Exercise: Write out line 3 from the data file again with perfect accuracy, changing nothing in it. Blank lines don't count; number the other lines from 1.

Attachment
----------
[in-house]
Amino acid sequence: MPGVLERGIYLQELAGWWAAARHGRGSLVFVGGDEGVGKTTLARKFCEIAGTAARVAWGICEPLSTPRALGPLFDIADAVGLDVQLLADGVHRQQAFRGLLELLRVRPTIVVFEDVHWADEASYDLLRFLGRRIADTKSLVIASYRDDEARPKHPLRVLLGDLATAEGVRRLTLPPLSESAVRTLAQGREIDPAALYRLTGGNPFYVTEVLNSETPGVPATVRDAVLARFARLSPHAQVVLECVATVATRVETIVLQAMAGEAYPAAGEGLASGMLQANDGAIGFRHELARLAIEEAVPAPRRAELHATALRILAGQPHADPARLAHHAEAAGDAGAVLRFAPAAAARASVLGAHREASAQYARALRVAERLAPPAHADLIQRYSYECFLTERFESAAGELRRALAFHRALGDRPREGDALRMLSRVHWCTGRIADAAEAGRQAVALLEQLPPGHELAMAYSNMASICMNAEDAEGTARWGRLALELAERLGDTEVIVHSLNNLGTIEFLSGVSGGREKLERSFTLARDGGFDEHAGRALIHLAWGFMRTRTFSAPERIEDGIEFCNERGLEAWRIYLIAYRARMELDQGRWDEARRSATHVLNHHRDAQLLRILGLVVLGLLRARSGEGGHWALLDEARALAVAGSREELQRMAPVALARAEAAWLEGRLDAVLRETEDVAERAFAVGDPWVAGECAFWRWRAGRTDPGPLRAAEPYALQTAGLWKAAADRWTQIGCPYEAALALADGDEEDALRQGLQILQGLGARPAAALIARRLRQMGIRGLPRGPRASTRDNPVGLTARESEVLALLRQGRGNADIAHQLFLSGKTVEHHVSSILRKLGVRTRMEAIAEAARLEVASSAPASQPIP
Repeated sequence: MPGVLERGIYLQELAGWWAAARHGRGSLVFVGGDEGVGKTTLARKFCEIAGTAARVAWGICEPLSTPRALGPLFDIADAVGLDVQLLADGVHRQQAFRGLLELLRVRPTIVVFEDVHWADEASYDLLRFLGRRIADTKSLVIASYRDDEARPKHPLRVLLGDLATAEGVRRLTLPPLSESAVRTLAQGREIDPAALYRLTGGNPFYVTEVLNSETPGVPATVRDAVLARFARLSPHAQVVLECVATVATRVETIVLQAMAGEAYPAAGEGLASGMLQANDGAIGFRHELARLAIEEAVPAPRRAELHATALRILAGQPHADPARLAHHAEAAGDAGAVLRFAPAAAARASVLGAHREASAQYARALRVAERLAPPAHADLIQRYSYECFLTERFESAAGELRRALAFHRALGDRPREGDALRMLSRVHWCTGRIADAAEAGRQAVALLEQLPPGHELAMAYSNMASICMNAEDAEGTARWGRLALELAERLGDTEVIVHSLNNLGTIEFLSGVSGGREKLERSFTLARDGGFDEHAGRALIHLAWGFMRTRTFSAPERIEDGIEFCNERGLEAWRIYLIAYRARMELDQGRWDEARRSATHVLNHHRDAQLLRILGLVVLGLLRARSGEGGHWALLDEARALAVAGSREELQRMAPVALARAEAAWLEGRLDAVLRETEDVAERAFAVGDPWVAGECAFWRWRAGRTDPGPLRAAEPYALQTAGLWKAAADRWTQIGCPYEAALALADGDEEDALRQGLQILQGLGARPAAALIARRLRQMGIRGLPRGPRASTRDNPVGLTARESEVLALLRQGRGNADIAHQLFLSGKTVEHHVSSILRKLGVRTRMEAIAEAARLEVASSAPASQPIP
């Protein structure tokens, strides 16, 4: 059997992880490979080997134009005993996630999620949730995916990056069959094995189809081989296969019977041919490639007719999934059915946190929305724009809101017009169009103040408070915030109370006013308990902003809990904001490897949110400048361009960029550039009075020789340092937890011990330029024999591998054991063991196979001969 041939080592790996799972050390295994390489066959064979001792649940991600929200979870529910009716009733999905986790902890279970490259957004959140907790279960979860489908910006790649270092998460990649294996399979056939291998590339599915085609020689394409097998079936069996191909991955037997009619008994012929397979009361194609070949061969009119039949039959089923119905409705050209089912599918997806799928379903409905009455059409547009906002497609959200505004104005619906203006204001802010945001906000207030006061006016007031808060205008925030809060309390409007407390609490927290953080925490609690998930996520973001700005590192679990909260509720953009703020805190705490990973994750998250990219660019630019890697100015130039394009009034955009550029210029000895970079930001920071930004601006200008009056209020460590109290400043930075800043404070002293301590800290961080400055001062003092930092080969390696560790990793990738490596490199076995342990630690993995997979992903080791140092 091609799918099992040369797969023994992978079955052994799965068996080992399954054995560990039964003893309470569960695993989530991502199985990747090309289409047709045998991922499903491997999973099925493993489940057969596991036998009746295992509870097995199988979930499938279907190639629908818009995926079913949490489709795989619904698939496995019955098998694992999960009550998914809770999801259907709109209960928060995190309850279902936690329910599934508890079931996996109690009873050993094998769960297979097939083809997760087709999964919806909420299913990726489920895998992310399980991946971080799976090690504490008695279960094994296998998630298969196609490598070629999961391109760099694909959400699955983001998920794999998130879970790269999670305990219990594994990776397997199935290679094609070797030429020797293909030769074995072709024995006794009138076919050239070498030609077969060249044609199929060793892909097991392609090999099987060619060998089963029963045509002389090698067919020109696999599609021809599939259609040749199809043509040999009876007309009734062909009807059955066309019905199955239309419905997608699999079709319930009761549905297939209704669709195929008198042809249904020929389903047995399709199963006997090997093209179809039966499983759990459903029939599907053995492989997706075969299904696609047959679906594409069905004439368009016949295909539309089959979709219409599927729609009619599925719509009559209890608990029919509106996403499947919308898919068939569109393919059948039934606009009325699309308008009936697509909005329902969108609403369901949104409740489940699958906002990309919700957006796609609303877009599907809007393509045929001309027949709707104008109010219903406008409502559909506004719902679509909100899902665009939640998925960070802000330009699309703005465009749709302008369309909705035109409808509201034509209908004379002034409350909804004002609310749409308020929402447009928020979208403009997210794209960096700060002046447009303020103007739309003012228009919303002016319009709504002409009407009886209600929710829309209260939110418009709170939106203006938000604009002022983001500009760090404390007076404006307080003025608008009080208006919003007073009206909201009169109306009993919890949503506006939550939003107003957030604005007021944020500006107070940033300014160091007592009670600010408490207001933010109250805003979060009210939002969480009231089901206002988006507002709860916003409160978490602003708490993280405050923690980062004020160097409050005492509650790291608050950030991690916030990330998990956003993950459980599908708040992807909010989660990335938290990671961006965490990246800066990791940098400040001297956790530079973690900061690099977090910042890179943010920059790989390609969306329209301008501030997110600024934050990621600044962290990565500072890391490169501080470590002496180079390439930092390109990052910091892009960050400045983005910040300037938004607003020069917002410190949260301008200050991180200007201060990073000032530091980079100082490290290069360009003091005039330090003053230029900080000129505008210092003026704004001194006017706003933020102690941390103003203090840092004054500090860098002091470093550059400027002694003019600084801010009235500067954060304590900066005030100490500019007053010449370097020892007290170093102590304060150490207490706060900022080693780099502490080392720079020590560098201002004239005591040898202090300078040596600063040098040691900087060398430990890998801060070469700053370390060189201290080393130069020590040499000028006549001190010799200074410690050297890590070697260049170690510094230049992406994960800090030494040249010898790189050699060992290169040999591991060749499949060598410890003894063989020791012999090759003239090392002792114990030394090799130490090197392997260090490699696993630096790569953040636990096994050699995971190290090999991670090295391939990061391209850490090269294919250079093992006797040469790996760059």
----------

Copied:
Repeated sequence: MPGVLERGIYLQELAGWWAAARHGRGSLVFVGGDEGVGKTTLARKFCEIAGTAARVAWGICEPLSTPRALGPLFDIADAVGLDVQLLADGVHRQQAFRGLLELLRVRPTIVVFEDVHWADEASYDLLRFLGRRIADTKSLVIASYRDDEARPKHPLRVLLGDLATAEGVRRLTLPPLSESAVRTLAQGREIDPAALYRLTGGNPFYVTEVLNSETPGVPATVRDAVLARFARLSPHAQVVLECVATVATRVETIVLQAMAGEAYPAAGEGLASGMLQANDGAIGFRHELARLAIEEAVPAPRRAELHATALRILAGQPHADPARLAHHAEAAGDAGAVLRFAPAAAARASVLGAHREASAQYARALRVAERLAPPAHADLIQRYSYECFLTERFESAAGELRRALAFHRALGDRPREGDALRMLSRVHWCTGRIADAAEAGRQAVALLEQLPPGHELAMAYSNMASICMNAEDAEGTARWGRLALELAERLGDTEVIVHSLNNLGTIEFLSGVSGGREKLERSFTLARDGGFDEHAGRALIHLAWGFMRTRTFSAPERIEDGIEFCNERGLEAWRIYLIAYRARMELDQGRWDEARRSATHVLNHHRDAQLLRILGLVVLGLLRARSGEGGHWALLDEARALAVAGSREELQRMAPVALARAEAAWLEGRLDAVLRETEDVAERAFAVGDPWVAGECAFWRWRAGRTDPGPLRAAEPYALQTAGLWKAAADRWTQIGCPYEAALALADGDEEDALRQGLQILQGLGARPAAALIARRLRQMGIRGLPRGPRASTRDNPVGLTARESEVLALLRQGRGNADIAHQLFLSGKTVEHHVSSILRKLGVRTRMEAIAEAARLEVASSAPASQPIP